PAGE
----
However, there is a more important reason to take urban heat networks seriously: climate change. After all, waste heat doesn’t just disappear if we don’t recycle it. Concentrated into cities and radiated into the atmosphere in small dense pockets, it ends up shifting the jet stream, raising winter temperatures across a broad swathe of North America and northern Eurasia by as much as 1 °C. This newly discovered consequence augments the already well-known greenhouse effect and the heat-island effect around cities.
Heat generation accounts for a third of all carbon emissions in the UK, so reducing the overall amount of energy we need to use could even curtail greenhouse gas emissions. Indeed, they might lead to a kind of virtuous circle. “Heat pumps keep getting more and more carbon efficient because they’re using lower-carbon electricity to displace gas,” says Hill. As we clean up our electricity, heat pumps will become carbon neutral.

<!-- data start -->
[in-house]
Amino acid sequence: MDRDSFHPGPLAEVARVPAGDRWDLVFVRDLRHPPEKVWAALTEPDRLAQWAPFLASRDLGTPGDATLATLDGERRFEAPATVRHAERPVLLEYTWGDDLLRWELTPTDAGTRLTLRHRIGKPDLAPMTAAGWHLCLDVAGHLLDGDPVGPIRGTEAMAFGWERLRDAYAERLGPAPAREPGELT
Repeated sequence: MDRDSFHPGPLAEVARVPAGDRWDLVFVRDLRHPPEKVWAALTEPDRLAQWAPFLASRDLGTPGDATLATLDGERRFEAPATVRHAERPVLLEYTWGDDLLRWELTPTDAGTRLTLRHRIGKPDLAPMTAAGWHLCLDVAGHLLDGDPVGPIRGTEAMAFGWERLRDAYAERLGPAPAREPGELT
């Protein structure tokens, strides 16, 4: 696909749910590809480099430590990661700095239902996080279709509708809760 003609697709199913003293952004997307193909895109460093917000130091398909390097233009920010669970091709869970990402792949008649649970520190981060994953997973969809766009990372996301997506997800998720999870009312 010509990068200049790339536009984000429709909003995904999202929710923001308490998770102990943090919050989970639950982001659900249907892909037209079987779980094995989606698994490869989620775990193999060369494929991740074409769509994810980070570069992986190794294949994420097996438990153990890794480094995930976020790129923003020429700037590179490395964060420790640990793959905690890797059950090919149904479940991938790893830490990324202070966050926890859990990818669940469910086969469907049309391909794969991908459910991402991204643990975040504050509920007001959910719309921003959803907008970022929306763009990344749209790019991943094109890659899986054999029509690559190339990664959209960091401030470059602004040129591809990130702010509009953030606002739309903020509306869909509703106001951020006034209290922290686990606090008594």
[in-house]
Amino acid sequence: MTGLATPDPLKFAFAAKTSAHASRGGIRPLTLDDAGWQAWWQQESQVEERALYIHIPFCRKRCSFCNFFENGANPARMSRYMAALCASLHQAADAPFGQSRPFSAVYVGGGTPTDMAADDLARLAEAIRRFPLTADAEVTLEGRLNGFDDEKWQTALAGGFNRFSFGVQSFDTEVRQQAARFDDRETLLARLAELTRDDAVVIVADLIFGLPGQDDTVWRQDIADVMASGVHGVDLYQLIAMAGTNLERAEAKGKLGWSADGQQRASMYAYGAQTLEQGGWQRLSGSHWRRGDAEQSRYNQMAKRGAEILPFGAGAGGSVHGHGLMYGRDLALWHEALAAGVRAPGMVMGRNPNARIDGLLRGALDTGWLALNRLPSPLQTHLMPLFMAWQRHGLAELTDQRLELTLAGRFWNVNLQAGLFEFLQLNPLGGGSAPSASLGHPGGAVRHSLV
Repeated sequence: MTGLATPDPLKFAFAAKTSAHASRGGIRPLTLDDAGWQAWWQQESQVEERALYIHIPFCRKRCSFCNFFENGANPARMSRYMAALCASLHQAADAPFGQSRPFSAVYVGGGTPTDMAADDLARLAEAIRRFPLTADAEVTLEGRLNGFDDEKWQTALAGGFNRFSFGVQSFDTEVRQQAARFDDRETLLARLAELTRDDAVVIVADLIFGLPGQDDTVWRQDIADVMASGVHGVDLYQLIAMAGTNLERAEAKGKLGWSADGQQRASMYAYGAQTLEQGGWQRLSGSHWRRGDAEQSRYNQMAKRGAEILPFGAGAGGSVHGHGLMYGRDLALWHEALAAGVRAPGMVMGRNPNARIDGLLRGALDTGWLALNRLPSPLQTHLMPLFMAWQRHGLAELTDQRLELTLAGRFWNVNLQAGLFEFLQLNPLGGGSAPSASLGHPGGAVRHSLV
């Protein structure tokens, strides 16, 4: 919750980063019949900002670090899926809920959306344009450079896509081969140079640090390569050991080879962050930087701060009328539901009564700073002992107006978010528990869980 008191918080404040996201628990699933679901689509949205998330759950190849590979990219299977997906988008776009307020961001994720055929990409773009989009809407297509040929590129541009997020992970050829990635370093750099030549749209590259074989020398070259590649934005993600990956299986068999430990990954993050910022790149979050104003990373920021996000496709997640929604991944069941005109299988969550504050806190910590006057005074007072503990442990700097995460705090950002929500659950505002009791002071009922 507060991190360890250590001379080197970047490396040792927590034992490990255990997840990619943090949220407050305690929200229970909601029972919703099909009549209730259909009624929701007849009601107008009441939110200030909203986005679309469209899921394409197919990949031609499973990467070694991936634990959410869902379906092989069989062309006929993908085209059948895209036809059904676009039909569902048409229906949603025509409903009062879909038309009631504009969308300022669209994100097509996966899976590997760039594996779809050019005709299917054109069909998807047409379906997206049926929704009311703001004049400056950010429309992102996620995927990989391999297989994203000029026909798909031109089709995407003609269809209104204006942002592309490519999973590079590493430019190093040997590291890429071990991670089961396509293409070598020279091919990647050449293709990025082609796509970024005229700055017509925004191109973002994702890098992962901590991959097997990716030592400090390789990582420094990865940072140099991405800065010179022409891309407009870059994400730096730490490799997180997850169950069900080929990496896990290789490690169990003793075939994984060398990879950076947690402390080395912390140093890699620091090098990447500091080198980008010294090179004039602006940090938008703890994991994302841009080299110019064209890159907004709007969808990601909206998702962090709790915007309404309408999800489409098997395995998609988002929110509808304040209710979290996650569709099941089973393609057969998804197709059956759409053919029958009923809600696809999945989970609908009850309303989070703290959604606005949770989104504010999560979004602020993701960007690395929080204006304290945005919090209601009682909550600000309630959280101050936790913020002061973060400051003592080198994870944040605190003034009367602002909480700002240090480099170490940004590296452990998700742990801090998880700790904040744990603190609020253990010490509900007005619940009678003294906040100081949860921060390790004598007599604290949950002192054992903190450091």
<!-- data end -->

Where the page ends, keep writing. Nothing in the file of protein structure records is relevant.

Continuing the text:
Using urban source heat pumps to recycle our waste heat in city-wide grids could help curb all three of these climate change culprits. That would be an energy revolution indeed.
This article appeared in print under the headline “City of heat”
Reap the whirlwind
Waste heat is money, but we’ve long struggled to make use of it. Waste heat from power plants, for example, is too tepid to recycle for generating electricity (see main story). Instead, we simply get rid of it, using cooling towers to vent it into the atmosphere.